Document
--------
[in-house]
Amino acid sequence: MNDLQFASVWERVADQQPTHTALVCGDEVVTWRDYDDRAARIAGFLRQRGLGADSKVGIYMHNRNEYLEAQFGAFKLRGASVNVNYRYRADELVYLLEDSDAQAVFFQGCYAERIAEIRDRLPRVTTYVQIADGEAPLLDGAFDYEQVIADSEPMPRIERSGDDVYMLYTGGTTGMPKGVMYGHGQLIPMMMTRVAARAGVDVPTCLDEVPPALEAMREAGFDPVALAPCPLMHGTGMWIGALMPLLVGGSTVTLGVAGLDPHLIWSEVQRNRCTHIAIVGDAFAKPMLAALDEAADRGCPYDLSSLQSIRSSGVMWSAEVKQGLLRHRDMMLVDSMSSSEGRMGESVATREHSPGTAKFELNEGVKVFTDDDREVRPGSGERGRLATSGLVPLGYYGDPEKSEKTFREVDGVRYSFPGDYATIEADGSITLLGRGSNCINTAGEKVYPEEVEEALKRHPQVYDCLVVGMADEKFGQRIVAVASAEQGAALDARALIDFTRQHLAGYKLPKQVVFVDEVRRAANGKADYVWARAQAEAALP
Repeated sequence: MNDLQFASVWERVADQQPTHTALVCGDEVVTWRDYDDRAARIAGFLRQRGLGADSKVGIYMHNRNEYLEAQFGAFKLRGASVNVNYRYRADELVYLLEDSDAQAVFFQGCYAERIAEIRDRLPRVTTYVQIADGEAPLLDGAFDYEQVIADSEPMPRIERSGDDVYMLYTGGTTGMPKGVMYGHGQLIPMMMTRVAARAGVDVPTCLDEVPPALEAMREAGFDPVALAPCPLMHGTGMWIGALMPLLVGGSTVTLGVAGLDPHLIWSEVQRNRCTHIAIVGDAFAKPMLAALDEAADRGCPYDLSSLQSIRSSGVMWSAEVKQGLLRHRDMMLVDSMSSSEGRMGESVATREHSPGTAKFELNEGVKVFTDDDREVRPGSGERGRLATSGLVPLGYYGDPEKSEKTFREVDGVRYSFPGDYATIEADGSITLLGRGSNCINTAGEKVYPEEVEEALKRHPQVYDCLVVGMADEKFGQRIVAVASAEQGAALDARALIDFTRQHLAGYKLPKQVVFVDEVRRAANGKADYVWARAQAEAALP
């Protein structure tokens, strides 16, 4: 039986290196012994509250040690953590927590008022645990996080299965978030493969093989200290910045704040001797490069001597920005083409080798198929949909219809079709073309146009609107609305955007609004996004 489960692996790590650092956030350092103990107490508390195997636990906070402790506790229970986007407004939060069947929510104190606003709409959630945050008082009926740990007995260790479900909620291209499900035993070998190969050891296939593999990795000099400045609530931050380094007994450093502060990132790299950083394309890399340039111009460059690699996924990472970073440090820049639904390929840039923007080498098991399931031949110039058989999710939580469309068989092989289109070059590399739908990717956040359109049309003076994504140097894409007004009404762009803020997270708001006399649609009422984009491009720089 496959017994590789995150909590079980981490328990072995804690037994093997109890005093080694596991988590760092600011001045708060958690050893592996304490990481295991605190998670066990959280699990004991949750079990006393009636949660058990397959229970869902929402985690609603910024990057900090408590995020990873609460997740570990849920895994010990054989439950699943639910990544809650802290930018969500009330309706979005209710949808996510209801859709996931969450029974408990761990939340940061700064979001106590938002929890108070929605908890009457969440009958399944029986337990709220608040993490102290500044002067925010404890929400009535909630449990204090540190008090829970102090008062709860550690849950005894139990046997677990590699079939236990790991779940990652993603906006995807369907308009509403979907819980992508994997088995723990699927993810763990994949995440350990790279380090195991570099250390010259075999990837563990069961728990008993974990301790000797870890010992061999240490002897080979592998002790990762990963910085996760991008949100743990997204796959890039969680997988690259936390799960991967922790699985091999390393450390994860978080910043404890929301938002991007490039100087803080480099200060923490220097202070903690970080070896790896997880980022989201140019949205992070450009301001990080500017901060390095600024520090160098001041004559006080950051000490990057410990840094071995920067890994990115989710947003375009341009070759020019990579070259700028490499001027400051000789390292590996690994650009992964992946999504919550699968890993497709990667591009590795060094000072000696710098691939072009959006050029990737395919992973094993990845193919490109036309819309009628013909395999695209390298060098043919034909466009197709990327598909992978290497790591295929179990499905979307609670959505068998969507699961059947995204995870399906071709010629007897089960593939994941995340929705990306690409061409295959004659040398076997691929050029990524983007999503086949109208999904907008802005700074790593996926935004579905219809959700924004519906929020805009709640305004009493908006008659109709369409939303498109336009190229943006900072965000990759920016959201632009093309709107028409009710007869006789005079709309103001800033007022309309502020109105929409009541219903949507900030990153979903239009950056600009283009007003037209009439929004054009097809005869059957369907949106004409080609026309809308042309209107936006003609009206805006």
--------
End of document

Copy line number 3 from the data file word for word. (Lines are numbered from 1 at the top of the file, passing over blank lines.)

Repeated sequence: MNDLQFASVWERVADQQPTHTALVCGDEVVTWRDYDDRAARIAGFLRQRGLGADSKVGIYMHNRNEYLEAQFGAFKLRGASVNVNYRYRADELVYLLEDSDAQAVFFQGCYAERIAEIRDRLPRVTTYVQIADGEAPLLDGAFDYEQVIADSEPMPRIERSGDDVYMLYTGGTTGMPKGVMYGHGQLIPMMMTRVAARAGVDVPTCLDEVPPALEAMREAGFDPVALAPCPLMHGTGMWIGALMPLLVGGSTVTLGVAGLDPHLIWSEVQRNRCTHIAIVGDAFAKPMLAALDEAADRGCPYDLSSLQSIRSSGVMWSAEVKQGLLRHRDMMLVDSMSSSEGRMGESVATREHSPGTAKFELNEGVKVFTDDDREVRPGSGERGRLATSGLVPLGYYGDPEKSEKTFREVDGVRYSFPGDYATIEADGSITLLGRGSNCINTAGEKVYPEEVEEALKRHPQVYDCLVVGMADEKFGQRIVAVASAEQGAALDARALIDFTRQHLAGYKLPKQVVFVDEVRRAANGKADYVWARAQAEAALP